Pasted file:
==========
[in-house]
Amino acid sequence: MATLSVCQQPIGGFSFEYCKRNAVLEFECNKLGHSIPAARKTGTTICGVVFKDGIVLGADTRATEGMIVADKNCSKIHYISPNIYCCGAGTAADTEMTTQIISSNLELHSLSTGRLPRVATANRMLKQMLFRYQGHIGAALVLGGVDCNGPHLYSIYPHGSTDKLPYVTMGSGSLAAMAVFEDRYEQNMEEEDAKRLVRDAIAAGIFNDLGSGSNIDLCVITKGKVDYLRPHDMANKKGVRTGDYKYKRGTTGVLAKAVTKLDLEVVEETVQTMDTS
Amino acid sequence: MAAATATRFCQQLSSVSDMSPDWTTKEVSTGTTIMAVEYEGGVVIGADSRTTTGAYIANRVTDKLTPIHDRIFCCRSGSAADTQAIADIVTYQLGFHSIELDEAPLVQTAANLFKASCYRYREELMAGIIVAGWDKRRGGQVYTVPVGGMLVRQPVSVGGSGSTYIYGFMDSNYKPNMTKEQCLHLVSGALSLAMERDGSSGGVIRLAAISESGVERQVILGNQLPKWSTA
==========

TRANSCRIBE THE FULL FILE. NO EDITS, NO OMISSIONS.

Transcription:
[in-house]
Amino acid sequence: MATLSVCQQPIGGFSFEYCKRNAVLEFECNKLGHSIPAARKTGTTICGVVFKDGIVLGADTRATEGMIVADKNCSKIHYISPNIYCCGAGTAADTEMTTQIISSNLELHSLSTGRLPRVATANRMLKQMLFRYQGHIGAALVLGGVDCNGPHLYSIYPHGSTDKLPYVTMGSGSLAAMAVFEDRYEQNMEEEDAKRLVRDAIAAGIFNDLGSGSNIDLCVITKGKVDYLRPHDMANKKGVRTGDYKYKRGTTGVLAKAVTKLDLEVVEETVQTMDTS
Amino acid sequence: MAAATATRFCQQLSSVSDMSPDWTTKEVSTGTTIMAVEYEGGVVIGADSRTTTGAYIANRVTDKLTPIHDRIFCCRSGSAADTQAIADIVTYQLGFHSIELDEAPLVQTAANLFKASCYRYREELMAGIIVAGWDKRRGGQVYTVPVGGMLVRQPVSVGGSGSTYIYGFMDSNYKPNMTKEQCLHLVSGALSLAMERDGSSGGVIRLAAISESGVERQVILGNQLPKWSTA